Chapter

Democracy and the Dominance of Delaware

in The Failure of Corporate Law

Published by University of Chicago Press

Published in print February 2007 | ISBN: 9780226306933
Published online March 2013 | e-ISBN: 9780226306988 | DOI: http://dx.doi.org/10.7208/chicago/9780226306988.003.0006
Democracy and the Dominance of Delaware

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Delaware has a population less than one-third of one percent of the United States, but it is the state of incorporation of more than fifty percent of U.S. public companies and 60 percent of the Fortune 500. Its resulting dominance over the terms of corporate governance in the country has been the focus of one of the most persistent debates within corporate law scholarship: whether Delaware's dominance has been the result of a “race to the bottom”—a competition among states for a legal regime that benefits managers at the expense of the shareholders—or a “race to the top”: a competition for an efficient, shareholder-centric governance framework. This chapter argues that the internal affairs doctrine, which allows corporations to choose the corporate governance law that applies to them, has allowed Delaware to reach an exceptional position of power. Short of federalizing corporate charters, the nation could experience a genuine increase in the democratization of corporations simply by having states assert their own prerogative to regulate the corporations they have a significant interest in regulating.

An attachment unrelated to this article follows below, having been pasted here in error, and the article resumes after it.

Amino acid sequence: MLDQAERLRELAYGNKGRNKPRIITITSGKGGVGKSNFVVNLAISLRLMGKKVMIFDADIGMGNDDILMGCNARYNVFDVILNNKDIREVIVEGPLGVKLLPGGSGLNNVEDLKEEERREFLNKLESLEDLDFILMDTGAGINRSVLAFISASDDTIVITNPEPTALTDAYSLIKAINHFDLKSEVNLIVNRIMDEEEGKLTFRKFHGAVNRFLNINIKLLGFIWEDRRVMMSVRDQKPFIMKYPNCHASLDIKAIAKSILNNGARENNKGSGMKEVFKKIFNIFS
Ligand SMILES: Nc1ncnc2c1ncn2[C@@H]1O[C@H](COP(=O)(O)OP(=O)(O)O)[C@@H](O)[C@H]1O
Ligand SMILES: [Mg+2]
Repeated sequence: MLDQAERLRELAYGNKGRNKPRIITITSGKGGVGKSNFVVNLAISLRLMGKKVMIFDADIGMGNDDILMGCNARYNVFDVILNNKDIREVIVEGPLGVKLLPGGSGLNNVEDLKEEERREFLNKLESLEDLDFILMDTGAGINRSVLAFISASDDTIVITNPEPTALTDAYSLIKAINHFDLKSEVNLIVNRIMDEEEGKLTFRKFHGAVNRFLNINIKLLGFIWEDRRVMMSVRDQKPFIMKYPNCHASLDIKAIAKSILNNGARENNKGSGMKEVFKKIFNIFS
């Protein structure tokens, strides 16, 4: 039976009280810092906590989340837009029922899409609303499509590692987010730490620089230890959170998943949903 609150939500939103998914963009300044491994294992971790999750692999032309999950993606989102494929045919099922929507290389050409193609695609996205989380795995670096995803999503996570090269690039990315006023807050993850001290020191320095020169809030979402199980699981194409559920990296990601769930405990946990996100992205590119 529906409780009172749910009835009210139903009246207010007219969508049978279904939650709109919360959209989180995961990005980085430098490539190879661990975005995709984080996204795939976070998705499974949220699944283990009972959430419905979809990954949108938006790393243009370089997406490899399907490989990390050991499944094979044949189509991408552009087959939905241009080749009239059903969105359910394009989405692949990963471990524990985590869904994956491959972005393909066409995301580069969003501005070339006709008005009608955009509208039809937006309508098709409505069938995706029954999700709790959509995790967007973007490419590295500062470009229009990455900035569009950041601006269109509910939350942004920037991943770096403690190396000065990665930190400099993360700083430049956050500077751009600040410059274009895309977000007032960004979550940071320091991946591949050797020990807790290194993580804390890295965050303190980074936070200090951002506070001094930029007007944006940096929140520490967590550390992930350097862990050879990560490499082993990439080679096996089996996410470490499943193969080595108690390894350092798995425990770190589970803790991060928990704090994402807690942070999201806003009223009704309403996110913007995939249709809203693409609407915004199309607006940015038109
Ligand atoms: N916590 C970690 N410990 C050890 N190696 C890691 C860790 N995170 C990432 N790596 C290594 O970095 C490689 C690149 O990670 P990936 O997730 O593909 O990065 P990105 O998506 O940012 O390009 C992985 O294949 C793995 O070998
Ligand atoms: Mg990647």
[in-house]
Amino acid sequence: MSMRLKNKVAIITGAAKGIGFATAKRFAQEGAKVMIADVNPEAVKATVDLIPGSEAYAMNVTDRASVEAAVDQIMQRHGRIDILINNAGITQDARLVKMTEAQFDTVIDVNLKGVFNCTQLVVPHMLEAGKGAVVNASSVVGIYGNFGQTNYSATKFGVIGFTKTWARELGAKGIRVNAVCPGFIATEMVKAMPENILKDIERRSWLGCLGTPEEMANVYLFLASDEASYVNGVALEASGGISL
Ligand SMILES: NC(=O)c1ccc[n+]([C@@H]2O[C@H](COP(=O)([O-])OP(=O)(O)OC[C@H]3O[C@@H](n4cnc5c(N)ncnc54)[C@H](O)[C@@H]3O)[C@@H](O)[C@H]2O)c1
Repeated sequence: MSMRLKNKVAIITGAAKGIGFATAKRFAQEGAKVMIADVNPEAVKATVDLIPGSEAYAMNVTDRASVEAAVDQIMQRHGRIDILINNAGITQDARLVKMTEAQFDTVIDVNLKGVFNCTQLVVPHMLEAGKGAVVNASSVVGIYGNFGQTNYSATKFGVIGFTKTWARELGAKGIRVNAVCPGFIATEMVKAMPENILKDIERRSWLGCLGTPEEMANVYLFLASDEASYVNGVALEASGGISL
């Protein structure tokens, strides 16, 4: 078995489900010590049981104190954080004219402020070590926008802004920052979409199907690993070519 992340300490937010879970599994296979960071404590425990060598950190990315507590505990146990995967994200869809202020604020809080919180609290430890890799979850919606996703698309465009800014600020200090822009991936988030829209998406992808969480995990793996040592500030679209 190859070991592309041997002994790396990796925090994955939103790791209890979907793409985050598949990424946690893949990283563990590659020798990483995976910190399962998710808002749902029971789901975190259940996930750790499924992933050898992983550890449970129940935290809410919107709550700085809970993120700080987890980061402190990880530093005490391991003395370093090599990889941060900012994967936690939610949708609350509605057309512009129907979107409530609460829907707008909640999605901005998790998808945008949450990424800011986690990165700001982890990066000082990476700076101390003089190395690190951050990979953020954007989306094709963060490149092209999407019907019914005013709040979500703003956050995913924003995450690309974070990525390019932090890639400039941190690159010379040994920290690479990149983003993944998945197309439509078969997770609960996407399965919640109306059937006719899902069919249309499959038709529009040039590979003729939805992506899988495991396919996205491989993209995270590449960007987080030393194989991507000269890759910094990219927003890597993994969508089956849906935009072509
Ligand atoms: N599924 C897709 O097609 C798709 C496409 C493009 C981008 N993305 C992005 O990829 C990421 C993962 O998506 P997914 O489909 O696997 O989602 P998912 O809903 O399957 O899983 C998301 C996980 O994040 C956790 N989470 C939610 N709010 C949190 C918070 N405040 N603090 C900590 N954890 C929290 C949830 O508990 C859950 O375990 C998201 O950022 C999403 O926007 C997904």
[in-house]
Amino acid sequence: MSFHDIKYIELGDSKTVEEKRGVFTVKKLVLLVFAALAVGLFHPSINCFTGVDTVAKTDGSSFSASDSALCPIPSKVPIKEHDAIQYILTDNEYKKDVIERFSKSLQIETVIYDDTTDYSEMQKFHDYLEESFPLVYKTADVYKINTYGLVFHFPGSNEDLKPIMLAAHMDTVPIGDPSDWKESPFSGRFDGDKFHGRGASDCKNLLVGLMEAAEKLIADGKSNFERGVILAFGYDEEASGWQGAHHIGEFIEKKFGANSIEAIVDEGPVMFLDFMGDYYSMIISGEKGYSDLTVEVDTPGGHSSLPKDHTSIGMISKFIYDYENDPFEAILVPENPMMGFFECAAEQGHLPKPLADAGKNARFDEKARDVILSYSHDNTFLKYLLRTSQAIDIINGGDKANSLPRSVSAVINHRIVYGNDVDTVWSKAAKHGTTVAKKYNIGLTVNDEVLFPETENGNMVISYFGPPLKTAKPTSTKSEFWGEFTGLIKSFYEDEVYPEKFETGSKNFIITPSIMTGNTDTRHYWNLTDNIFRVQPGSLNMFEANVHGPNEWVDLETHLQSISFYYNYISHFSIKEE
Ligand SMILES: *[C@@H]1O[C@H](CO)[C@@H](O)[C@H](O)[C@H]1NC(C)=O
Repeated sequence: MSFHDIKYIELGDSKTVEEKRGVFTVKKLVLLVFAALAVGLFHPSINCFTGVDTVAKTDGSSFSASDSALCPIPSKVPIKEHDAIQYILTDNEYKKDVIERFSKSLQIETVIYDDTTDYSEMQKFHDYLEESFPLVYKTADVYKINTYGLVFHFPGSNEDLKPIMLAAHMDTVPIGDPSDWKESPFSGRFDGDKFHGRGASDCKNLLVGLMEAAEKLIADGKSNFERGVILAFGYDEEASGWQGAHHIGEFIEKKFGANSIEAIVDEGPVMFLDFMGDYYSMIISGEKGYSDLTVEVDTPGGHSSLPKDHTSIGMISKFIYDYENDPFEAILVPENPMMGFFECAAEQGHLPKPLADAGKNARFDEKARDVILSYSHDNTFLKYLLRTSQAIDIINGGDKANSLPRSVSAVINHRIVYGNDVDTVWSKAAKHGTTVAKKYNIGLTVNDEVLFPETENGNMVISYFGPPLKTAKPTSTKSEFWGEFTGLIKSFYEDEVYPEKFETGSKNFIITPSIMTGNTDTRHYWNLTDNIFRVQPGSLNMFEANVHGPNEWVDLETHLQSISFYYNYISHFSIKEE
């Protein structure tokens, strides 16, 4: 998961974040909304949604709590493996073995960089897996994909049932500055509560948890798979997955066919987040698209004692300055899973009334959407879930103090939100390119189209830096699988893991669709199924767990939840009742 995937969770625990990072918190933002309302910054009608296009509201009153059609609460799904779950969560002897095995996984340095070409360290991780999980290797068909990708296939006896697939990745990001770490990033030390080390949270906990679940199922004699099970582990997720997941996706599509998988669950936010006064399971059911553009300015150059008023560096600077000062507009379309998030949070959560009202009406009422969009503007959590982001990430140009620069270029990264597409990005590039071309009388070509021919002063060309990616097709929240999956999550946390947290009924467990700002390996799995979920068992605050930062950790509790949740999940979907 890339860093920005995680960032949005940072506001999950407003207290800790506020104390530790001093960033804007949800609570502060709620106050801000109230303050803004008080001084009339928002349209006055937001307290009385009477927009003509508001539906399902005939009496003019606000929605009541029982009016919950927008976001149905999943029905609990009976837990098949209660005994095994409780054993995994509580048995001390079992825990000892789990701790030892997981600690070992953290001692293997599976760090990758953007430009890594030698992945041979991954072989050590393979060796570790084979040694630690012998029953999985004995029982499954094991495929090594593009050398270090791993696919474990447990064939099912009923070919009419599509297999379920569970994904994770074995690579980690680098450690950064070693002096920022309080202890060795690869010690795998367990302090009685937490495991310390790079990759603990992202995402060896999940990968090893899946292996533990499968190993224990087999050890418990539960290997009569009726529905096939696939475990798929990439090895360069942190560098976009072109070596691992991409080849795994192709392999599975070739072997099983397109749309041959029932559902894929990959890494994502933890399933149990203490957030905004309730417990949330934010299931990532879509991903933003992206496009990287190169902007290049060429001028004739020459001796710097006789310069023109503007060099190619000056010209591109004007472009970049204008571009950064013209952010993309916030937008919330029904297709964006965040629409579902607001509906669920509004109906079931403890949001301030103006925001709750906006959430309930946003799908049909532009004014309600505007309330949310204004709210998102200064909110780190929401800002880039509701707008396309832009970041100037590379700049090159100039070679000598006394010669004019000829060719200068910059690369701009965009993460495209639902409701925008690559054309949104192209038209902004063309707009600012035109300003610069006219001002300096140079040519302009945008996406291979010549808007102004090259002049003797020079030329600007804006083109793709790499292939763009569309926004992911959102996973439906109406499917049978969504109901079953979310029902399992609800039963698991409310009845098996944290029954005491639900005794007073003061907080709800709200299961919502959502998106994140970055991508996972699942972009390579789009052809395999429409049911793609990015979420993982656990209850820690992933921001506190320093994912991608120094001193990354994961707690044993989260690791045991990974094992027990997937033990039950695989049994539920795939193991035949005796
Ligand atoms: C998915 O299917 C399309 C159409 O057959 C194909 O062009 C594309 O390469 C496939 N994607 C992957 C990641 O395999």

Keywords: Delaware; democratization; corporate governance; internal affairs doctrine; corporate law; race to bottom; race to top; corporations; United States

Chapter.  6627 words. 

Subjects: Company and Commercial Law

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